Being an NFL head coach isn’t an easy job. No one will ever tell you that, and if they do, they clearly have no idea what they’re talking about. Yes, some jobs are easier than others – like coaching a Tom Brady or Aaron Rodgers-led team – but nothing is certain in the NFL, and it leads to a great deal of turnover when it comes to head coaches.
These seven men are facing difficult situations in 2017 for one reason or another, and have the toughest gigs in the NFL.
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Marvin Lewis, Bengals
The Bengals were perennial Super Bowl contenders before taking a huge step back in 2016. They not only missed the playoffs, but they posted an ugly 6-9-1 record – Lewis’ first losing season since 2010. Despite being in the postseason each year, Lewis is on the hot seat with pressure coming down on him to produce at least one playoff win.
What makes Lewis’ job difficult this season isn’t that he has a weak roster, or a glaring hole at quarterback. It’s the fact that the Bengals should be a good team, but they struggle when it matters most. Lewis is on the hot seat to not just take his team deep into the playoffs, but to simply win one playoff game. Just one. That’s all (most) fans ask for.
Every loss this season will be scrutinized, and anything less than a spot in the divisional round or conference title game will be a disappointment.
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Doug Marrone, Jaguars
The Jaguars once again had a really solid offseason, but it remains to be seen how it’ll reflect on their upcoming campaign. Adding A.J. Bouye, Calais Campbell, Barry Church and Leonard Fournette will all be great helps, but one constant remains the same: Blake Bortles.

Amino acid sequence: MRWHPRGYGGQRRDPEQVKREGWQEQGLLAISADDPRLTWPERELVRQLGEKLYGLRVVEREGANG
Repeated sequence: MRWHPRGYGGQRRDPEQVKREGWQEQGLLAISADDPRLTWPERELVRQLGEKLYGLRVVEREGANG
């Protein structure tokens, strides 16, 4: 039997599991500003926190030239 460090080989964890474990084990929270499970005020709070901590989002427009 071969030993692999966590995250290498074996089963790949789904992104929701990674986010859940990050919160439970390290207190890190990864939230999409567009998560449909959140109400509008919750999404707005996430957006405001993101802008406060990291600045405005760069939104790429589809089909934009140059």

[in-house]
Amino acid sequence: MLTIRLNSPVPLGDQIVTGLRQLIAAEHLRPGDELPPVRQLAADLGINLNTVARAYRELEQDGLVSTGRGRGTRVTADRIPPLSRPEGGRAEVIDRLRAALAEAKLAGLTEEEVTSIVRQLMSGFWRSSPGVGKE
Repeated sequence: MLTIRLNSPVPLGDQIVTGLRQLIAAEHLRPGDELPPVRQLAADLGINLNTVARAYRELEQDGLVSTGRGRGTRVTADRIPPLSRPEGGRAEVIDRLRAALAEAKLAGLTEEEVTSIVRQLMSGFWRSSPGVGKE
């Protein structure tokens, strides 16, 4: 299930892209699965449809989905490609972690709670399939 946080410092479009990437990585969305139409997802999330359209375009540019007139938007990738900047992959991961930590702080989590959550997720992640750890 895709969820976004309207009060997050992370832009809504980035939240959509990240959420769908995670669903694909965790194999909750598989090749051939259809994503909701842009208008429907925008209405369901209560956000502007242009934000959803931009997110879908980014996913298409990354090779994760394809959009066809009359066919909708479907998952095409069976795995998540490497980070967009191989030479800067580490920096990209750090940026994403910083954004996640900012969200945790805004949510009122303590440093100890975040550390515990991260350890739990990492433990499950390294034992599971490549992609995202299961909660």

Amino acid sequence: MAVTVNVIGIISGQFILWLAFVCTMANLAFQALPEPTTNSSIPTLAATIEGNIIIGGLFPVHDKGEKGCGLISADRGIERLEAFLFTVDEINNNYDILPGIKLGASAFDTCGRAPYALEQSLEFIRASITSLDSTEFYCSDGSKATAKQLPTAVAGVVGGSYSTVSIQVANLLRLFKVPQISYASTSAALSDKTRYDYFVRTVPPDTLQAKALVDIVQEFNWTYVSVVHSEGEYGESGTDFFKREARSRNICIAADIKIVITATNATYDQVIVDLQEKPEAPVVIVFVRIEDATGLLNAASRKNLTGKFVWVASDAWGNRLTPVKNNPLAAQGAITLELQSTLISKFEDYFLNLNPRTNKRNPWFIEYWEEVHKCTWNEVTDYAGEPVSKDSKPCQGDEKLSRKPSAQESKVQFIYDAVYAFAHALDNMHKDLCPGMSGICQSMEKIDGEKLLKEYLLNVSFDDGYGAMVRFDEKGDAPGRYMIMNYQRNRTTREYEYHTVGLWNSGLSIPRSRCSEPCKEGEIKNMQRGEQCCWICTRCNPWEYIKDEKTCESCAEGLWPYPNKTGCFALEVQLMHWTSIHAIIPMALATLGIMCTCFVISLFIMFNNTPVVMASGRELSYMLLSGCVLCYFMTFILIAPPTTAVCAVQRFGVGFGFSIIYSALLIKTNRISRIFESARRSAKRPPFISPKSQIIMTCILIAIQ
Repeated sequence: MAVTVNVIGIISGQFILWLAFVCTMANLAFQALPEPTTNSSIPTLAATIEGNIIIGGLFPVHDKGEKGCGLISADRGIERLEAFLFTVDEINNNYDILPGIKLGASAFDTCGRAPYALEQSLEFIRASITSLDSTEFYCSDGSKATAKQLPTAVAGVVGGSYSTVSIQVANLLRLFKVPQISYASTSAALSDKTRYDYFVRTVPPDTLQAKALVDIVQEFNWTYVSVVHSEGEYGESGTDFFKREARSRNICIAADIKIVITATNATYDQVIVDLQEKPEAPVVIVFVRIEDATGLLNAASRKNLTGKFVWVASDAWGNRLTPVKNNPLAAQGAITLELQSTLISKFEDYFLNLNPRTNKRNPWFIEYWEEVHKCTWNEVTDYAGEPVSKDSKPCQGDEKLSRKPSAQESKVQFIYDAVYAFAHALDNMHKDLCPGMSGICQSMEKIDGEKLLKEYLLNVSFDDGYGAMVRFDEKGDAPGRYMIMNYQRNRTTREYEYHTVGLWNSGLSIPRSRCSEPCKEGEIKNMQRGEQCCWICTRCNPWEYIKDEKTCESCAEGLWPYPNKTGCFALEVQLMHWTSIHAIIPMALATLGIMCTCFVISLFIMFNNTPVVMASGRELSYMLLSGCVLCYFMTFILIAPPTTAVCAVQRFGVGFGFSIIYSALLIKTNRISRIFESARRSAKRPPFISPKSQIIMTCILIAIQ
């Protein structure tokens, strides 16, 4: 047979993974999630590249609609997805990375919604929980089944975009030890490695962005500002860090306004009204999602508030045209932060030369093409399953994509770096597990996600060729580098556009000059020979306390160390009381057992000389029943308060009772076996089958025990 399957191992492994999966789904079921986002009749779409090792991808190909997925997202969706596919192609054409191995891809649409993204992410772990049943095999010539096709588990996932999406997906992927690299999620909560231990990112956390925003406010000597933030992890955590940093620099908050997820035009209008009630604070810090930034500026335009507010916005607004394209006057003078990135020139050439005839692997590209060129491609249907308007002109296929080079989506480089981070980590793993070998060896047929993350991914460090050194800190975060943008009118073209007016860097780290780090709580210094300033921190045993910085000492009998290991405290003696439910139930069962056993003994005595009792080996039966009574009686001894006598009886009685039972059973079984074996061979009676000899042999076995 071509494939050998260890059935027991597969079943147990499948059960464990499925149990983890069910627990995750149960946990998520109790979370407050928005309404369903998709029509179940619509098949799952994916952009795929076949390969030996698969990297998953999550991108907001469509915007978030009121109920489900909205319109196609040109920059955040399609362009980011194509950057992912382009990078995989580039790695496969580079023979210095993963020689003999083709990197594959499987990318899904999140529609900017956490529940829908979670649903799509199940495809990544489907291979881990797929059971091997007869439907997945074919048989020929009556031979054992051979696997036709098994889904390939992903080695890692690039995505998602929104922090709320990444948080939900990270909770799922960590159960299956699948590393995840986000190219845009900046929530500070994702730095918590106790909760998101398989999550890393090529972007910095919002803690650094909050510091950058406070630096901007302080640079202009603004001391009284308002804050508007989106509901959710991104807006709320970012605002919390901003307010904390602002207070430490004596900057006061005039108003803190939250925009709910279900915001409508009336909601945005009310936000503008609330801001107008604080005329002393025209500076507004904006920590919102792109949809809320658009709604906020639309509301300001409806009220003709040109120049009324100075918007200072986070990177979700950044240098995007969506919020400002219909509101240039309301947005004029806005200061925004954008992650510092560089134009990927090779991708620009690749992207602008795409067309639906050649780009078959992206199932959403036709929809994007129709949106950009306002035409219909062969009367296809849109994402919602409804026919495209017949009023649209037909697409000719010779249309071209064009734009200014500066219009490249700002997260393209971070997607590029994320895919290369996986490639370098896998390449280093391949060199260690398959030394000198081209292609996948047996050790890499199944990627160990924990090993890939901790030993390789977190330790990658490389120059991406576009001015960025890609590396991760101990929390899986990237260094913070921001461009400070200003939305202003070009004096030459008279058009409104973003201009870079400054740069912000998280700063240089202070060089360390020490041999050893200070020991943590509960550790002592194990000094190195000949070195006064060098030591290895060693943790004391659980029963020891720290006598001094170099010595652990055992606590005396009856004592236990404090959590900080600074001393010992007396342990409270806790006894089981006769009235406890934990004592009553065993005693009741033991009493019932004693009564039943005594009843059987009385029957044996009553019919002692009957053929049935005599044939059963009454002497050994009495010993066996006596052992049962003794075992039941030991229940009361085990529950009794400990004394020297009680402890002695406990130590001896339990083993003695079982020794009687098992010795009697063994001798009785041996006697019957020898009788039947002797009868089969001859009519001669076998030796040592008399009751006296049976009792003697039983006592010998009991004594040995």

Marrone is being thrown to the fire with Bortles as his quarterback, which doesn’t bode well for his chances of having a successful season. Bortles held this team back in a huge way last year, and he’s skating on thin ice with Tom Coughlin now at the helm.
Marrone was also the offensive line coach for the Jaguars from 2015-16, so he’ll need to continue to improve that unit, especially with the addition of Cam Robinson. If they can’t open holes for Fournette and protect Bortles, the Jaguars will be in for a long season.
John Fox, Bears
The Bears have been the laughingstock of the NFC North for about a decade now, making the playoffs just once since 2007. They’ve only gone downhill in the past five years, too, culminating in an abysmal three-win season in 2016.
Now, Fox is tasked with turning a terrible team into one that’s formidable, all while the fan base and front office watch their patience wear thin. That won’t be easy with a glorified backup in Mike Glennon and a raw rookie in Mitchel Trubisky at quarterback.
Entering his third season, Fox will need to prove he’s on the right track with trying to rebuild a broken franchise. Good luck doing that with a bottom-five roster and a lack of elite talent on both sides of the ball. Fox has his work cut out for him and another disappointing season could leave him without a job in 2018.
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Sean McDermott, Bills